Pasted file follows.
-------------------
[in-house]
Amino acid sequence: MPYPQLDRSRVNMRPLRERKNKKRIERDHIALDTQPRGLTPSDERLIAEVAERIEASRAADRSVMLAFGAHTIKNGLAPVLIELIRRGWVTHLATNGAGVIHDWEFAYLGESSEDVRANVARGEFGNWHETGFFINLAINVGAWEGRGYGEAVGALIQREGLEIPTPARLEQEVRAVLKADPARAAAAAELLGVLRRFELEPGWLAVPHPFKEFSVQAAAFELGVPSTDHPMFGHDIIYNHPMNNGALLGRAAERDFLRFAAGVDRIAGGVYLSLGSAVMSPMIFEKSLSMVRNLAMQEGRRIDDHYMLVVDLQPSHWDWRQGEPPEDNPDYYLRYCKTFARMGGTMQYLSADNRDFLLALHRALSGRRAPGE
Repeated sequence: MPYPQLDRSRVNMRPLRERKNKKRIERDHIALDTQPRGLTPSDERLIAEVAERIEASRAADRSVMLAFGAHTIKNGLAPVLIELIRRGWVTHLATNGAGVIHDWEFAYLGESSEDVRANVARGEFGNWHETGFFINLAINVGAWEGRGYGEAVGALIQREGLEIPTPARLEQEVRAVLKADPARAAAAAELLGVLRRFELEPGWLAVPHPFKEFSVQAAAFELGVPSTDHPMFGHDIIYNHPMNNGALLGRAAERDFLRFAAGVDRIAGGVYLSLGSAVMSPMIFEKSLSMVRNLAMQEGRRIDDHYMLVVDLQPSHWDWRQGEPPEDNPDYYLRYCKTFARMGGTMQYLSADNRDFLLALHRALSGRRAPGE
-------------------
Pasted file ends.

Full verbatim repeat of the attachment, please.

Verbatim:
[in-house]
Amino acid sequence: MPYPQLDRSRVNMRPLRERKNKKRIERDHIALDTQPRGLTPSDERLIAEVAERIEASRAADRSVMLAFGAHTIKNGLAPVLIELIRRGWVTHLATNGAGVIHDWEFAYLGESSEDVRANVARGEFGNWHETGFFINLAINVGAWEGRGYGEAVGALIQREGLEIPTPARLEQEVRAVLKADPARAAAAAELLGVLRRFELEPGWLAVPHPFKEFSVQAAAFELGVPSTDHPMFGHDIIYNHPMNNGALLGRAAERDFLRFAAGVDRIAGGVYLSLGSAVMSPMIFEKSLSMVRNLAMQEGRRIDDHYMLVVDLQPSHWDWRQGEPPEDNPDYYLRYCKTFARMGGTMQYLSADNRDFLLALHRALSGRRAPGE
Repeated sequence: MPYPQLDRSRVNMRPLRERKNKKRIERDHIALDTQPRGLTPSDERLIAEVAERIEASRAADRSVMLAFGAHTIKNGLAPVLIELIRRGWVTHLATNGAGVIHDWEFAYLGESSEDVRANVARGEFGNWHETGFFINLAINVGAWEGRGYGEAVGALIQREGLEIPTPARLEQEVRAVLKADPARAAAAAELLGVLRRFELEPGWLAVPHPFKEFSVQAAAFELGVPSTDHPMFGHDIIYNHPMNNGALLGRAAERDFLRFAAGVDRIAGGVYLSLGSAVMSPMIFEKSLSMVRNLAMQEGRRIDDHYMLVVDLQPSHWDWRQGEPPEDNPDYYLRYCKTFARMGGTMQYLSADNRDFLLALHRALSGRRAPGE